The Things That Are Caesar’s – Employing Justice to Render Unto Caesar
by D.Q. McInerny, Ph.D.
From the December 2011 Newsletter
We are all familiar with the response Our Lord gave to the Herodians and Pharisees when, with their typical disingenuousness, they attempted to trap Him in His words over the issue of giving tribute to Caesar. Was it or was it not, they asked, proper for Jews to render such tribute? The Herodians were very probably looking for an emphatic Yes answer, whereas the Pharisees were fishing for an emphatic No. Such it always is with narrow-minded partisans, strangers to wisdom as they are. They know only extremes, and are blind to the possibilities that can lie between them. The answer they received to their question resounds down through the ages, and it is addressed as much to us as it was to them: “Render to Caesar the things that are Caesar’s, and to God the things that are God’s.”
In reflecting on that response, it should be immediately clear to us what it is that we ought to be rendering to God, what it is that we owe to Him. In a word, everything—our whole heart, soul, strength, and mind. “Caesar,” for us, could be said to represent whatever duly established civil government we happen to be subject to. The question then becomes, What is it that we owe to Caesar? What kind of obligations do we have toward the political community to which we belong and the government that guides and directs it?
Before we attempt to answer that question, and to ensure the soundness of the answers we give to it, we have to understand it as having very much to do with the virtue of justice, so perhaps it would be helpful if at this point we were to refresh our memories regarding certain aspects of that most important virtue. We are all familiar with the classic definition of justice, which can be stated as follows: “the rendering to others what is due to them.” Justice is one of the four Cardinal Virtues, but unlike the other three, prudence, fortitude, and temperance, the principal focus of which is inward, on the self, the principal focus of justice is outward, on others. Justice, then, is preeminently a social virtue. It is the virtue which, faithfully practiced, binds human communities together, making them coherent wholes.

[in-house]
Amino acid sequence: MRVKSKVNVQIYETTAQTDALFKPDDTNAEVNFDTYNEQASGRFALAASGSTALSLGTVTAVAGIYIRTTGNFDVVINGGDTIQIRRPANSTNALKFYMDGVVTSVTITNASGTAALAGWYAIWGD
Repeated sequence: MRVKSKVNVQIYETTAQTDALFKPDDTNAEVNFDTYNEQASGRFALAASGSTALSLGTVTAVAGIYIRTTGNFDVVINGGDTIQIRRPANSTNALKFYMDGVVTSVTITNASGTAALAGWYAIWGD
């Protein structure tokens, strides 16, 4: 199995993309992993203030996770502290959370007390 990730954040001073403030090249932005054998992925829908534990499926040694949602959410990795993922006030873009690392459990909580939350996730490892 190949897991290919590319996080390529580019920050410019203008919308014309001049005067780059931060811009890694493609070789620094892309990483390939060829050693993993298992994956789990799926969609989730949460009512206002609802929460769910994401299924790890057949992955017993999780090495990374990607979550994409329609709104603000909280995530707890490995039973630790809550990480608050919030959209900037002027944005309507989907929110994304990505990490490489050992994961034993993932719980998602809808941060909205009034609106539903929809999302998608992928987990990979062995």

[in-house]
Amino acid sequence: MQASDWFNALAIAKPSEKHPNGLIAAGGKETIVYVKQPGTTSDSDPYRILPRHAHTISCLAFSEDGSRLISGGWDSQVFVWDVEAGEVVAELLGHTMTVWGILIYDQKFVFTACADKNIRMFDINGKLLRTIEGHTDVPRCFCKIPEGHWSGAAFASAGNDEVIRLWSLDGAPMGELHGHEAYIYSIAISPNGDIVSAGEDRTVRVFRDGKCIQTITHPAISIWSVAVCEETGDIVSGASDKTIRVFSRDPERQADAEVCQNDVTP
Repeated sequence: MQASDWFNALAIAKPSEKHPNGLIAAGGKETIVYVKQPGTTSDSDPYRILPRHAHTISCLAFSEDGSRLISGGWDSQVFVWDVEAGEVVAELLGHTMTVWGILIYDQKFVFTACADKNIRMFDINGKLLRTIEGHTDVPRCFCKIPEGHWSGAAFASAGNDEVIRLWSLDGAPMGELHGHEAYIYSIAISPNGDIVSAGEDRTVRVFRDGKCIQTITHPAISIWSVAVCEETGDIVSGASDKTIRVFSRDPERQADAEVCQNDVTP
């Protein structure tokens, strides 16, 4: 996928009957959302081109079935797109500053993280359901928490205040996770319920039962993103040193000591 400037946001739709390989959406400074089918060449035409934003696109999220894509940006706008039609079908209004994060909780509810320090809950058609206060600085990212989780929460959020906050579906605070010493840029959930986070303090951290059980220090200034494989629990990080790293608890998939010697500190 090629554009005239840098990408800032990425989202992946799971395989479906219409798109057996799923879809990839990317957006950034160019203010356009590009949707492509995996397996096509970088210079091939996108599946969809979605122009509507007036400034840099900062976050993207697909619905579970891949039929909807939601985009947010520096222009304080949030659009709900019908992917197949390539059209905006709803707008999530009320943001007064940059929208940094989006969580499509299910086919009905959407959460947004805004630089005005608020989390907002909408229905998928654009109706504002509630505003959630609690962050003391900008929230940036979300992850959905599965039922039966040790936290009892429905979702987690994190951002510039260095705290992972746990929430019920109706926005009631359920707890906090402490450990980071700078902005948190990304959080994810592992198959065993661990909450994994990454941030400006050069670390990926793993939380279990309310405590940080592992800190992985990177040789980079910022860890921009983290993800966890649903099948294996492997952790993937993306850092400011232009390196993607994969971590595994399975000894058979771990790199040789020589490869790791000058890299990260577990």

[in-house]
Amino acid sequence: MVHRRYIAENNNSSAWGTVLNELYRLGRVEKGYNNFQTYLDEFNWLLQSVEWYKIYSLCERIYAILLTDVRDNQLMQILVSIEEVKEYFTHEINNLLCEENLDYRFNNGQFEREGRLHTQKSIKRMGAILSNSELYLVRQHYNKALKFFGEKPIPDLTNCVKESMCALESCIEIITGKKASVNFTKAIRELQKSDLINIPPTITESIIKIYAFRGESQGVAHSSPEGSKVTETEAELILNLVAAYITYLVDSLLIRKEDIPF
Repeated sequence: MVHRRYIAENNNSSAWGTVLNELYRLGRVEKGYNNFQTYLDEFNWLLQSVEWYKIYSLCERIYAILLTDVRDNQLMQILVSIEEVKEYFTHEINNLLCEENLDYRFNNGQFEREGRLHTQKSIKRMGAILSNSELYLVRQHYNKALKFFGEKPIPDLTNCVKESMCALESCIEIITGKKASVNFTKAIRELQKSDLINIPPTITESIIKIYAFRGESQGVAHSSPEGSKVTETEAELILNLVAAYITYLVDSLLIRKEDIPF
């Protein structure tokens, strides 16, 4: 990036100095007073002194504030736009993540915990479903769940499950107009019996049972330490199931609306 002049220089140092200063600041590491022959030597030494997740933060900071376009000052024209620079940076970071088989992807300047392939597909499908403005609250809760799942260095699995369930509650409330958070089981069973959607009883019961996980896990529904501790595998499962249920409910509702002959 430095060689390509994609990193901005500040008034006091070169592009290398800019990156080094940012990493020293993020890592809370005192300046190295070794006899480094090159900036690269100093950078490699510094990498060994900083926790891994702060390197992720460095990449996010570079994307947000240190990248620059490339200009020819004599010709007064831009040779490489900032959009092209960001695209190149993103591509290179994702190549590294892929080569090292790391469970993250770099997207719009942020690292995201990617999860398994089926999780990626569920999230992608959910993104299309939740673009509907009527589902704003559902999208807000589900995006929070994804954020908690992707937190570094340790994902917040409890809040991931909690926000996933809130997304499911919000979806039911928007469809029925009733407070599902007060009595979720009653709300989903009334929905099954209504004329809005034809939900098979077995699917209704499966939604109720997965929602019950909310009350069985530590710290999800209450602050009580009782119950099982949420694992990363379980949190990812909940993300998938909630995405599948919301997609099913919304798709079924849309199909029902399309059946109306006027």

Next we recall the three principal divisions of justice, called respectively distributive justice, commutative justice, and social justice. Distributive justice applies to those whom St. Thomas Aquinas describes as “having the care of the community,” which is to say, those who are part of the government in one capacity or another. They have many obligations towards those whom they govern, but the most basic of which, according to St. Augustine, is to establish and maintain a society that is marked by “the tranquility of order,” which is St. Augustine’s definition of peace. But the peace in question must be true peace, that is, peace based on justice. Those who govern must govern justly, which means that they must foster the common good. Commutative justice is the justice which the citizens of a political community display toward one another. And social
justice—sometimes called legal justice—is the just behavior of the citizenry as directed toward those who govern them. We can see, then, that it is social justice which has directly to do with the question of what it is that should be rendered to Caesar.